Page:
Two disturbances in the Eastern Pacific have high likelihoods of developing into cyclones in the coming days, according to forecasters from the National Hurricane Center and Central Pacific Hurricane Center.
Forecasters said Monday afternoon that a low pressure system less than 200 miles south of the southern coast of Mexico continues to produce a large area of cloudiness and thunderstorms. That system has an 80 percent chance of forming a cyclone in the next 48 hours.
A tropical depression is likely to form during the next day or so, while the low moves west-northwest at about 10 mph, just offshore and parallel to the coast of Mexico, forecasters said.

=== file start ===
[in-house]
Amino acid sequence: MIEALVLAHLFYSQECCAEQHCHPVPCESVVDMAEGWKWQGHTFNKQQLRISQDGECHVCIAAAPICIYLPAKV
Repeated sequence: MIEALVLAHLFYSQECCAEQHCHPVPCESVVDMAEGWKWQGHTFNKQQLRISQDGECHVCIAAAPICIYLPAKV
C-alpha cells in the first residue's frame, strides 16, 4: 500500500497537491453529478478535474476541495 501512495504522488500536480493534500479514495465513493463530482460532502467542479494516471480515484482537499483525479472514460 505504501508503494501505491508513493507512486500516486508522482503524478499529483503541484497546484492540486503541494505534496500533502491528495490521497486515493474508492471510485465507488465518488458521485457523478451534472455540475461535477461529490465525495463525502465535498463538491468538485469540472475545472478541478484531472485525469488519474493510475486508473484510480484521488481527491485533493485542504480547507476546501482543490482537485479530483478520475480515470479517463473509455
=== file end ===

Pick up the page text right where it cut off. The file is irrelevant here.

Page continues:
Another low pressure system, more than 900 miles southwest of the southern tip of the Baja California peninsula, is producing “a large area of cloudiness and disorganized thunderstorms.”
Forecasters said a tropical depression is likely to form during the next few days as the system moves westward to west-northwestward at about 10 mph.
There is a 60 percent chance that system could form a cyclone within the next 48 hours, and an 80 percent chance of that formation within five days.
Meanwhile, on the Big Island, recent high temps broke a long-standing record over the weekend.
On Sunday, a high temperature of 88 broke the Aug. 18 record of 87, which was set in 1974.